• >“WHAT government?”

      The one that was voted in by the libyan people after the overthrow of gaddafi.

      >nationalist militaries” in other itNations that have ‘brought (or imposed) calm and order’ to those places (absent a basic underlying comity and stability and functioning set of economic relationships?

      It almost seems that your position is that if no efforts were made to improve the security forces of an nation, that nations security would remain the same or improve?

      That making efforts to do such a thing, strengthening those tasked with providing security, wields no positive result.

      This is unlikely for countries with strong economies partially owe this to their states security apparatus which helps to keep the environment safe for trade and to do business.

      >you have a “trustworthy, loyal, [omit "helpful, friendly, courteous and kind"] obedient, cheerful, [omit "thrifty"] brave, clean and reverent” ‘national’ military and ‘national’ police. Where has that happened?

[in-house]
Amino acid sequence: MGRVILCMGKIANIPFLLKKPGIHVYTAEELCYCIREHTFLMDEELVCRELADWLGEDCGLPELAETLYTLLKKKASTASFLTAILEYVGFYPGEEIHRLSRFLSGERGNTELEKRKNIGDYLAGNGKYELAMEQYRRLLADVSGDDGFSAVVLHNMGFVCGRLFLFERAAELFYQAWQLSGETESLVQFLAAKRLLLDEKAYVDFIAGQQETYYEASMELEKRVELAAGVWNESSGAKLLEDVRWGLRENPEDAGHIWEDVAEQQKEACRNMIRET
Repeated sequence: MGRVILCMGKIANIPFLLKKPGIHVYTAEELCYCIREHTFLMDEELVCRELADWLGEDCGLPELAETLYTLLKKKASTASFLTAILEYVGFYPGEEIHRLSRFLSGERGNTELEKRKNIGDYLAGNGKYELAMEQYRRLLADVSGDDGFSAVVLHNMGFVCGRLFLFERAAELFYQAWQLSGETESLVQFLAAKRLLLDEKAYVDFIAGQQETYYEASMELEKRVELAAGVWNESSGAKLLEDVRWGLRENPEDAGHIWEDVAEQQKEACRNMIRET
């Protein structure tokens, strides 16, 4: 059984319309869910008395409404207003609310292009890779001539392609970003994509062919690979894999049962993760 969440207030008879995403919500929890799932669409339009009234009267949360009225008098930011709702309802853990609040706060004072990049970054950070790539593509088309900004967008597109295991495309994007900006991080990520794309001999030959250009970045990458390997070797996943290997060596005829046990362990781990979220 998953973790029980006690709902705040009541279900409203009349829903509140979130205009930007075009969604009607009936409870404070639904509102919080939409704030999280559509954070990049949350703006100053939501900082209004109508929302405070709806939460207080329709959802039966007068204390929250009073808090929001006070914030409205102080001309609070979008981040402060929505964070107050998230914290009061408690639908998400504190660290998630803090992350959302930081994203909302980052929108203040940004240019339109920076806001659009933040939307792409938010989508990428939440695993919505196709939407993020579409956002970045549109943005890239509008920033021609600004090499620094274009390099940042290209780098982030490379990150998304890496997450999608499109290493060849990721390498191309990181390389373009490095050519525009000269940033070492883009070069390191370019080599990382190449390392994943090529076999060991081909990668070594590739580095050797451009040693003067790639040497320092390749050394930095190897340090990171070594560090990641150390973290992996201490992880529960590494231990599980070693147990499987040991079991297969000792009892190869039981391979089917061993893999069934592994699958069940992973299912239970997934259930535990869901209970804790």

It would be foolish to claim such efforts always bring positive awards, but you are equally wrong to imply that it is always negative. The us has working relationships with many militaries which they helped to develop, germanys, koreas and japans.

      Such nations even go on exercises together.

      >“Nationalist militaries” seems a bit of an oxymoron

      Hardly, there merely an armed force which serves the national state. Hench the name.

      >“failure”

      Are you implying that this is no failure, that this was planned by the us admin?

      If so where is the evidence.

      >Costa Rica?

      Why are you bringing up costa rica exactly?

      Costa rica doesnt have an army.

      As a side note my posts arent exactly going to win any writing awards any time soon but could you at least try to present your view-point in a less long winded poorly structured way.

      It takes away from your point when one finds it painful to even read your posts.

      • It almost seems that your position is that if no efforts were made to improve the security forces of an nation, that nations security would remain the same or improve?

        It’s a tricky spot he’s in. On the one hand, the United States must be to blame for not stabilizing Libya. On the other hand, he has to opposed to any American stability assistance.

      • Nobody makes you read, DMOL. I just write what seems correct to me. Everyone has an opinion, and that other thing too (unless one has had an ostomy.)